As demonstrated above, the use of LCM for quality improvement offers the opportunity to understand the process of system change from the perspective of individual and organizational responses to it (Manchester et al., 2014, p. 84). LCM employs the concepts of driving and restricting forces, suggesting the means of analyzing them and affecting their dynamics. It also provides a framework for the management of change resistance and sustainability development. It may be oriented predominantly towards top-down approaches (Shirey, 2013, p. 70), but it also clearly emphasizes the need to engage employees (Batras et al., 2014). There are certain limitations to the model, including its relatively simplistic approach and linear nature (Shirey, 2013, p. 70). Both these claims have ground, even though it should be pointed out that reiteration of processes (hence, a nonlinear approach) is regarded as a requirement for the second stage of the model and can be implied by the first one. When applied to patient falls reduction in oncology settings, LCM would also be expected to structure the change, assist in the determination of resources and elimination of barriers, and help to cement the change, ensuring its sustainability. It may have the undesired outcome of non-continuous change given the aim of establishing a status quo at the end of the process. However, LCM offers the opportunity for the modification of change while it is in the process, and it may be particularly useful if the existing status quo is difficult to dismantle. To sum up, the expected outcomes of the application of LCM to the concern of oncology patient falls in hospital settings involve the improvement of patient safety through the successful introduction of systems change.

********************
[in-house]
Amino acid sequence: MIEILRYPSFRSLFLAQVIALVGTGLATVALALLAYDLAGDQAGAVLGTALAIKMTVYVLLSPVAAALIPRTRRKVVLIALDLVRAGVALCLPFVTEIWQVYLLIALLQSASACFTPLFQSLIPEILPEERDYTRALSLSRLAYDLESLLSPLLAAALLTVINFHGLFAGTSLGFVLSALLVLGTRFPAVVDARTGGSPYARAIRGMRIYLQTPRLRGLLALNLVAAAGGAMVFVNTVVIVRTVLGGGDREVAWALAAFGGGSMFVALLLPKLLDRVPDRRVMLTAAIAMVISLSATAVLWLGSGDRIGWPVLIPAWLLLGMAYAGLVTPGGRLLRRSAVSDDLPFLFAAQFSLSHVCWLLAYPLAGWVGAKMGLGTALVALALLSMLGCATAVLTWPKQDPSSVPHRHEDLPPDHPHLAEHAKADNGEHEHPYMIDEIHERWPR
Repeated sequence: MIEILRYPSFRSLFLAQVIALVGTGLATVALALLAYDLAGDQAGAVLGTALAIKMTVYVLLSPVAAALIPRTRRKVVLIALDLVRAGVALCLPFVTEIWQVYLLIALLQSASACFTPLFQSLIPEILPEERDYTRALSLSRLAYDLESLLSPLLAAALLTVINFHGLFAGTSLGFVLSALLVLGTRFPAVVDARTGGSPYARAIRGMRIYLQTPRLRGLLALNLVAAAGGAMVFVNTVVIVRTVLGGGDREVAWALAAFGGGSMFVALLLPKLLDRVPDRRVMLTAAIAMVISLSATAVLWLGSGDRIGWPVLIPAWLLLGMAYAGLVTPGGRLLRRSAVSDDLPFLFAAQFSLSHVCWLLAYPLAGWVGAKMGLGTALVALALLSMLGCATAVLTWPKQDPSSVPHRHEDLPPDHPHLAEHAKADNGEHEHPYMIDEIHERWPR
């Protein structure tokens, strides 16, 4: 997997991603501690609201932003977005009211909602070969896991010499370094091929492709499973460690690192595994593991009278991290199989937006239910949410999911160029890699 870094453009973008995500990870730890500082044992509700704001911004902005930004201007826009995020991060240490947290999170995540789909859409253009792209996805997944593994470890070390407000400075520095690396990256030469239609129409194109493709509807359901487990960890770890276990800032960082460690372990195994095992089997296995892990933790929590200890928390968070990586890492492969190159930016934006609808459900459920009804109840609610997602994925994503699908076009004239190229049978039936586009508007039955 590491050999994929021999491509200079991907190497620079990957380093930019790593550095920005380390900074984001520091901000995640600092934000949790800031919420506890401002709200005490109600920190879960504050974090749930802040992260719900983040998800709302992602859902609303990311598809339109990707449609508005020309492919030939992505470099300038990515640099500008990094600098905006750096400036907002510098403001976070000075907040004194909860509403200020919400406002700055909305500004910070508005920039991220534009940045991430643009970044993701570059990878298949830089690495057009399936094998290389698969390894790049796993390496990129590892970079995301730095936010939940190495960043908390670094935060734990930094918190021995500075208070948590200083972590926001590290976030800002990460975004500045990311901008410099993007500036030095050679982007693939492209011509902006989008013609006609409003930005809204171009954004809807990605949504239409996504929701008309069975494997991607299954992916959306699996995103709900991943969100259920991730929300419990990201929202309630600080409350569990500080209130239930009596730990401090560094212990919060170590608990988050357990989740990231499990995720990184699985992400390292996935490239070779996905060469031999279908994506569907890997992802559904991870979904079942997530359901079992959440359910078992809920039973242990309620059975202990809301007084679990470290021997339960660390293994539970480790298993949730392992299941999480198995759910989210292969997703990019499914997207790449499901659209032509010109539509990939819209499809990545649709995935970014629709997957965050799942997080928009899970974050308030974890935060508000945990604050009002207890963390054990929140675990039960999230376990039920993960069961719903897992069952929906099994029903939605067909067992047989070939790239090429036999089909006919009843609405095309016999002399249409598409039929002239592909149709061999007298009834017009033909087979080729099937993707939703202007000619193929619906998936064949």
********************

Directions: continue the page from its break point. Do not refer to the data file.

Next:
The current report offers LCM as a suitable framework for sustainable DNP-managed change, which is aimed at the reduction of oncology patient falls in hospital settings. The analysis demonstrates that major advantages of LCM include the fact that it is evidence-based and customizable: LCM involves an extensive and continuous assessment of system needs and presupposes the proposal and implementation of relevant solutions. Moreover, LCM is capable of dismantling the existing status quo and establishing a new one, which may be particularly important for obsolete practices. Finally, LCM emphasizes the importance of communication with the employees who can fulfill the roles of driving forces and information sources while also being capable of hindering the change as a resistant force. It is apparent that DNP skills, including those related to research, analysis, leadership, and communication, are appropriate for LCM and can be used successfully to employ the model. As a result, the expected results of the application of the proposed model to DNP-led change, which targets the chosen issue, include the dismantling of obsolete or inefficient practices and the successful, sustainable introduction of customized new ones with positive patient outcomes.